I fucking hate Game of Thrones, for several reasons, not least of which corresponds exactly what you said about that guy’s lame-ass picture. And the rape stuff, just as you say. All that said, I accept that fear of Circle of Hands being part of that phenomenon is a legitimate fear. I intend to accept that fear as a part of a process of contact, to whomever is willing, with sensitivity to their histories, and without resentment of those who are not.
Okay. Cool! I like to hear you say that, because Game of Thrones is seriously just the worst. But here’s the thing – I didn’t get that vibe at all. And neither did anyone else that I’ve talked to who shared my discomfort.
So this comes back to my “differentiating your work from toxic background radiation” point. It might be worth identifying what about the current draft makes it read that way and actively undermining that? Hell, even adding a section about “this isn’t a love letter to GoT and here’s why it’s the worst ugh seriously” or something to that effect would be helpful. (Although I’m sure you could word that more intelligently that I can while uncaffeinated on a busy Monday morning.)
GoT is kind of The Hotness when it comes to Fantasy right now, and anything that is a “harsher” and “realistic” take on Fantasy is automatically going to get compared to GoT, whether you like it or not.
…The fact that women can be Circle knights only serves to reinforce the inferiority of all those other women, because the Circle knights are *exceptional*. Their ability to transcend gender oppression only serves to reinforce that all those other women get raped and stuff because they’re just not awesome enough, which is discomforting and  problematic for me.
It says the opposite: that exceptionalism is the mistaken perception of the society around them, and not the reality at all. I understand that you didn’t see this there, and I will make sure it REALLY REALLY says this.
Great.
Again (coming back to a common theme), part of the baggage that can’t be escaped is the number of games I’ve played/read that SAY women are equals, but then proceed to treat them in ways where they are exclusively sexualized, deprotagonized, and fridged. So when I read that section, what read to me as equivocating came off as the usual equality lipservice that happens in most fantasy games. (IE, the original Baldur’s Gate where the gender selection screen at character creation proclaims that women are equal to men, only the programmers didn’t include a single romance option for women in the first game.)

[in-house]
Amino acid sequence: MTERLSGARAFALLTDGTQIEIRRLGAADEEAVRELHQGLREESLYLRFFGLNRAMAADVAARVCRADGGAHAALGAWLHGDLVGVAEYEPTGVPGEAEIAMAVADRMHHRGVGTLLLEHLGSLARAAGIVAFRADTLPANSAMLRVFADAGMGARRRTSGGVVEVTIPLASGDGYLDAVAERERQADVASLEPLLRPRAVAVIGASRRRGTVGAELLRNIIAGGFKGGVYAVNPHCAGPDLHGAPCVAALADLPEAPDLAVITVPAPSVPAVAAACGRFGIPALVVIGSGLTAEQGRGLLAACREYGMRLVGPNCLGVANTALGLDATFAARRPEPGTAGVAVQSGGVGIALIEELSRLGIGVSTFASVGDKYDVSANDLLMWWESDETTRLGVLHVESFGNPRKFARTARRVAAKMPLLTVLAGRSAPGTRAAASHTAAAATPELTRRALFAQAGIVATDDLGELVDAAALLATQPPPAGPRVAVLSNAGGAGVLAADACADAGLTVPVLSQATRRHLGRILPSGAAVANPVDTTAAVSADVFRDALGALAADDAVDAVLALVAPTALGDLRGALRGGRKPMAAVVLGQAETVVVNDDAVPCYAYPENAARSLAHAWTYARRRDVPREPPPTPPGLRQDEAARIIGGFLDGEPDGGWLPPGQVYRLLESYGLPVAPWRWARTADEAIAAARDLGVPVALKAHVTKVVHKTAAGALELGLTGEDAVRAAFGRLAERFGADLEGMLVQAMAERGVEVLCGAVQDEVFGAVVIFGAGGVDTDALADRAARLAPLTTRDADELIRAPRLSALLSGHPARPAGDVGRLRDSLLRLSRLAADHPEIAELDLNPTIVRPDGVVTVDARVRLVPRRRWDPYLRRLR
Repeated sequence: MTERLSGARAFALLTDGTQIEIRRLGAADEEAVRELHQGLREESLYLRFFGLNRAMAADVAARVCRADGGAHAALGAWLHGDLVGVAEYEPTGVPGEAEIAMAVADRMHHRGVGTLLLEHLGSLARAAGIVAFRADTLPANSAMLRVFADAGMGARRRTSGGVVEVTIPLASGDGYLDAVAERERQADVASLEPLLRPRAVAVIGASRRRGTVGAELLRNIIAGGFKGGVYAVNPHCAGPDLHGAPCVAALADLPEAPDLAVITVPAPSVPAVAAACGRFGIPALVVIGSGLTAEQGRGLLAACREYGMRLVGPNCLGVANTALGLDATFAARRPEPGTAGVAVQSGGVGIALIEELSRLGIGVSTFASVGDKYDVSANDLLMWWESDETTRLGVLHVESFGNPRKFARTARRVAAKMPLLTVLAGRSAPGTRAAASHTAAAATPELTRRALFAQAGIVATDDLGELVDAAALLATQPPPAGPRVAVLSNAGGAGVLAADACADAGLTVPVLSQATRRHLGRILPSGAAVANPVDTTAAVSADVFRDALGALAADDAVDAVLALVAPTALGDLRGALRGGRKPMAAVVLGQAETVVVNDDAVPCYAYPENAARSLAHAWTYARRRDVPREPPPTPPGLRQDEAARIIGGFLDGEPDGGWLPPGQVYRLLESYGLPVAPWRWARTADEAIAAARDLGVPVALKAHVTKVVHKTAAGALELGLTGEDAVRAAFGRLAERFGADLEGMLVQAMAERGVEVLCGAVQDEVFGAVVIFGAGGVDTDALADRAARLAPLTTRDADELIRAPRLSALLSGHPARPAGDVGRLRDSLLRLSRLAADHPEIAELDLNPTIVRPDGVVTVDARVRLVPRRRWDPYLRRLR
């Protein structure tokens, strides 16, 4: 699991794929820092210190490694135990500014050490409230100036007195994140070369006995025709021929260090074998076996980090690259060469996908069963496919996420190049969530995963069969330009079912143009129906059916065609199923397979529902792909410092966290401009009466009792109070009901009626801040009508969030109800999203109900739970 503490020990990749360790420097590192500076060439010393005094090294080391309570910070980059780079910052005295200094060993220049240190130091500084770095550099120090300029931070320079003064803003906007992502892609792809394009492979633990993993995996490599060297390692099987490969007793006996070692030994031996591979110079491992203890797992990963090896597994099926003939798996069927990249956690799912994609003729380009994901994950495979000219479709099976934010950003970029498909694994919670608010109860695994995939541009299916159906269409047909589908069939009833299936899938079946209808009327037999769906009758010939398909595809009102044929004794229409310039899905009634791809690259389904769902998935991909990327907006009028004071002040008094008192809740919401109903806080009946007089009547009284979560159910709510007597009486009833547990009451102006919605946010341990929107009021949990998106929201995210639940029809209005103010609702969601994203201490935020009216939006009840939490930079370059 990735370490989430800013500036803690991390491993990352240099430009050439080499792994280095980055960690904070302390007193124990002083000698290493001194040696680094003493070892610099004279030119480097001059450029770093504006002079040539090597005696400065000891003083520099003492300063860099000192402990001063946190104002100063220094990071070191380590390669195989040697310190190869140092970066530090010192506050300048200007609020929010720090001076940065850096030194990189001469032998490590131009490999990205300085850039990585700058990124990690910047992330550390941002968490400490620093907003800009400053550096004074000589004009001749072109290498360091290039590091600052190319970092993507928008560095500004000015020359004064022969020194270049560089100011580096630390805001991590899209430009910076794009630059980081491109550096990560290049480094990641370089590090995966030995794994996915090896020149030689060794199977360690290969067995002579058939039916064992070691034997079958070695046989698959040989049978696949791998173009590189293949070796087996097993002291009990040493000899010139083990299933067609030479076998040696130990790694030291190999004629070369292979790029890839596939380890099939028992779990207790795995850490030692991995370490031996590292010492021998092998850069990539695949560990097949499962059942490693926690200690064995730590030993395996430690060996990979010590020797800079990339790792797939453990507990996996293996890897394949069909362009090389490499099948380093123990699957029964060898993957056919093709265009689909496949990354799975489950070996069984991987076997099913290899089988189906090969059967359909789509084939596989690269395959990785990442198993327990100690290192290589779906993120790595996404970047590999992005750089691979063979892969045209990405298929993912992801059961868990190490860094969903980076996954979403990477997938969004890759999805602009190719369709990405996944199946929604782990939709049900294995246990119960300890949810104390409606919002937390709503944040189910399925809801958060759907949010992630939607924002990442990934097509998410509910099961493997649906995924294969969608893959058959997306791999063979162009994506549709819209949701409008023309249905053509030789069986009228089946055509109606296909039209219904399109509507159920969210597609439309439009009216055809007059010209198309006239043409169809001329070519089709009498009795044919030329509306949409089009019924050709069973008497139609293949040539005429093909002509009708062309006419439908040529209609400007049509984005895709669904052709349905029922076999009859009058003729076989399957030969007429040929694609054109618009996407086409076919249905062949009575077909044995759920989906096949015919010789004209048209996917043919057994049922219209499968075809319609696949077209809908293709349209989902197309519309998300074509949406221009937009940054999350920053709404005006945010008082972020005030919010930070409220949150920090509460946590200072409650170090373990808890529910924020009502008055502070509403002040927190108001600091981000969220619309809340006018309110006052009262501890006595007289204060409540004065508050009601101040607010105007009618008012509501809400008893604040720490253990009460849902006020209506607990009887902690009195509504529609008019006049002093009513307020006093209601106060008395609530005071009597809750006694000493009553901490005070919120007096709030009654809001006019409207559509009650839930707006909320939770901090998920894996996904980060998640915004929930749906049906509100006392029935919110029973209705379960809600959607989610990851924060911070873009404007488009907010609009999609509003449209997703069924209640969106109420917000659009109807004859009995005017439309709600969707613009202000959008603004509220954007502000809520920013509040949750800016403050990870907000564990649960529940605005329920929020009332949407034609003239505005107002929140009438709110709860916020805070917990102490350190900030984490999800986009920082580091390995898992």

Especially given that there seems to be a lot of hedging. Well women can *think* they’re in control of their sexuality, but it’s really  controlled by the men in their lives. And some women can be powerful, but only by exerting power through men. Even though women nominally have freedoms, their freedom depends entirely on men and isn’t something intrinsic that they own.

Again, it says the opposite: that men *think* they’re in control of women’s sexuality, but they’re not. I understand that you didn’t see this there either, and I will make sure it REALLY REALLY says this too.

And as for the expectation of revenge for rape? Do I feel better knowing that rape is a thing that happens to women, but then the menfolk will get really mad and go shiv the guy? Well, no. Because now you’ve got a woman who got raped *and* a guy who got stabbed, which just makes things worse for everybody. The answer to sexual violence is not MORE VIOLENCE, and despite all of the negative feelings I have about my personal experience with sexual assault, I wouldn’t want someone to go stab or otherwise beat up the guy who assaulted me.

I think this one might wait for further dialogue. Briefly, the setting is not offering the “way I think it ought to be.” This is an illustration of the problem: that social justice does not exist and that the setting doesn’t feature solutions. Frankly, I think modern life isn’t much better, and my fantasy setting calls that shit out. Or it should, in its final form.

This is the part that gives me the biggest heebie jeebies, I think. The “there is no social justice”. You’ve done a good job of explaining your intentions, which is great. But there’s a long, long, long history of white-dude creators who have come before you and profoundly fucked up the “social justice is dead” thing in Fantasy. Execution will be everything here.

Ron’s final (brief) response

Get pre-readers who aren’t white cishet dudes, as many of them as you can. … Because if you want to do a thing that handles this kind of material, you have to try REALLY REALLY HARD to make sure your work differentiates itself from the toxic background radiation of rape culture that pervades geek culture.